Our trip to Chicago in 2008: Heavy metal burgers at Kuma’s Corner, thrifting in Wicker Park, The Hancock Tower, Navy Pier, and sculptures at Millennium Park.
Chicago was a quick trip in May of 2008. The weather was great, but they don’t call it the windy city for nothing. Our flight was delayed for several hours due to high winds in Chicago.
If you’re going to Chicago, expect flight delays. And as a general rule, we try not to book flights with a layover in Chicago unless it’s the only option. Especially in the winter. But it’s a great city that is definitely worth any travel hassles.
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We were visiting a good friend of ours who had moved to Chicago to go to school and eventually become an art professor. We stayed with him in his apartment the first two nights, and then at the Red Roof Inn downtown the last two nights. At the time the Red Roof Inn seemed to be the best deal in town–we got a room for around $100 a night in the center of downtown, in walking distance to everything.
Our friend Al showed us around his neighborhood. Unfortunately, we didn’t take as many photos as we wished we did, and the trip was a long time ago and such a short trip that we don’t have a ton of things to share. But we’ll gloss over the highlights.
First of all, if you eat at one restaurant while you’re in Chicago, go to Kuma’s Corner. Kumas is what happens when you pair great and adventurous pub grub cooks with heavy metal enthusiasts. The result is hands-down the most mind-blowing burger experiences we’ve ever had.
Be prepared for a line, we had to wait for awhile. It’s worth it.
Paddy had the “Pantera,” a beast of a burger with homemade ranchero salsa, bacon, shredded monterrey jack, roasted poblano pepper, and tortilla strips on a pretzel bun. I had the “Iron Maiden” with a chicken breast instead of beef, which had chipotle mayo, cherry peppers, avacado, pepper jack cheese, lettuce, tomato, and onion on a pretzel bun. The pretzel bun is the part that pushes these burgers over the edge into amazingness.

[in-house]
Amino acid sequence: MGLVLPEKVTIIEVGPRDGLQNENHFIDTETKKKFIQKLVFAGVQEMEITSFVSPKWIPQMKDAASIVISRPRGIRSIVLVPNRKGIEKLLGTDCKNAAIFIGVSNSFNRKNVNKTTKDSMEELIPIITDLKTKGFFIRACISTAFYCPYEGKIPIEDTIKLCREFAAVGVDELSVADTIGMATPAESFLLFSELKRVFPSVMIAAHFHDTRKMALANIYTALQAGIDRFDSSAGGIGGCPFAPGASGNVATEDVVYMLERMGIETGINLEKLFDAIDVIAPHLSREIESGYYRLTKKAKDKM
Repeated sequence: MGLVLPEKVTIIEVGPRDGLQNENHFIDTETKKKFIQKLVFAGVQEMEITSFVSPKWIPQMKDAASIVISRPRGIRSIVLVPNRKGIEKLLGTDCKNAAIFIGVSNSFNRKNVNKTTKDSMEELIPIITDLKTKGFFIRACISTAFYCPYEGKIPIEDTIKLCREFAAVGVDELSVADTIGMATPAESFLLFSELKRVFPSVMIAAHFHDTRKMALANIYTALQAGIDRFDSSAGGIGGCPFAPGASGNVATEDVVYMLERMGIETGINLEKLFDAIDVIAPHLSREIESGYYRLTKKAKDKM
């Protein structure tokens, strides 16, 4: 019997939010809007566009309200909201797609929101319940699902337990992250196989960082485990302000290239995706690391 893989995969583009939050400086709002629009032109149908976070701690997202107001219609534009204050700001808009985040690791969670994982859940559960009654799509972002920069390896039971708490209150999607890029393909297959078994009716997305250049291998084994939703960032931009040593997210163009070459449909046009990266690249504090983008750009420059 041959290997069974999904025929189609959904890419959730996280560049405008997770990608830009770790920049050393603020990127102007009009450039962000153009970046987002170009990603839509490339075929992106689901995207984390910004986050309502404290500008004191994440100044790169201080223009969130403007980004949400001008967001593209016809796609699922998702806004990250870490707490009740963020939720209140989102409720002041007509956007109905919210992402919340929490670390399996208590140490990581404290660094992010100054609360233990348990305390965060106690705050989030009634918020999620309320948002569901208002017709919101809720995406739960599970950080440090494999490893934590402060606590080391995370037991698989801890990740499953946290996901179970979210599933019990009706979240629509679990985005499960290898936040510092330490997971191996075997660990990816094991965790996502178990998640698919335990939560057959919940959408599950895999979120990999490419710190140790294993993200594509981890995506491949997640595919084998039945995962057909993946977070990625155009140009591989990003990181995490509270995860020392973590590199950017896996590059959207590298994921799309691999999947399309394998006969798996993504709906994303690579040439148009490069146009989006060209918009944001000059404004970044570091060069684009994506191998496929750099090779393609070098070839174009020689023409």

If you’re really hungover and need something to mop up last night’s over-indulgence, you might try the “Slayer.” The Slayer is a beef patty on a big sloppy pile of chili, monterrey jack cheese, cherry peppers, andouille sausage, fries, carmelized onion, green onion, and “ANGER.”
Also at Kuma’s you will find a selection of local beers and local ingredients as the owners do their best to support local farmers and brewers in the area. They also donate to a “charity of the month” and encourage their customers to donate as well.
Another highlight of our trip was exploring the shops in Chicago’s hipster neighborhood of Wicker Park on N Milwaukee Avenue. I found a vintage Cyndi Lauper True Colors Tour T-shirt that I cherish to this day.
We had a great time with Al and his friends, and then we had to make time for some inevitable tourist activities.
We thought about going up in the Sears Tower, but after consulting our guidebook, it sounded like a long wait in line for an overrated view that might be just as great from the Hancock Tower. So we opted for that. We were glad we did. The views were spectacular, really giving you a sense of how massive the city of Chicago really is. Also, you can see the Sears Tower in the skyline view, which is a pretty central part of the Chicago skyline. If you’re in the Sears Tower, you can’t see it. We recommend the Hancock.
More views from The Hancock:
We also had a nice stroll on the waterfront park, where we randomly ran into one of my old college friends who happened to be visiting as well. It was a pretty crazy coincidence.
We stopped for lunch on Navy Pier at the famous Billy Goat Tavern made famous by the John Belushi and Dan Aykroyd SNL skit (“Cheezborger! cheezborger! No fries, cheeps!). It was an experience, but wildly overrated. My chicken burger was a bland chicken breast cooked on a grill and slapped onto a plain naked bun. I can’t remember if there was even cheese. All condiments were self serve. And don’t forget the chips in a bag. Minimal effort, minimal flavor.
Below: views of the waterfront from Navy Pier
The last big highlight of our trip was Millennium Park. We loved all the larger than life sculptures, specifically “the bean” aka “Cloud Gate” by British artist Anish Kapoor.
Lastly, we had to try out Chicago’s famous deep-dish pizza at Pizza Uno. It was pretty good, but felt more like a tourist trap than anything else. It was packed with tourists but we managed to squeeze in at the bar and avoid the wait for a table. The crust was good, but the sauce and toppings were a little on the bland side. We have a feeling that there is much better deep dish pizza in Chicago, and if we return, we’ll be looking for it.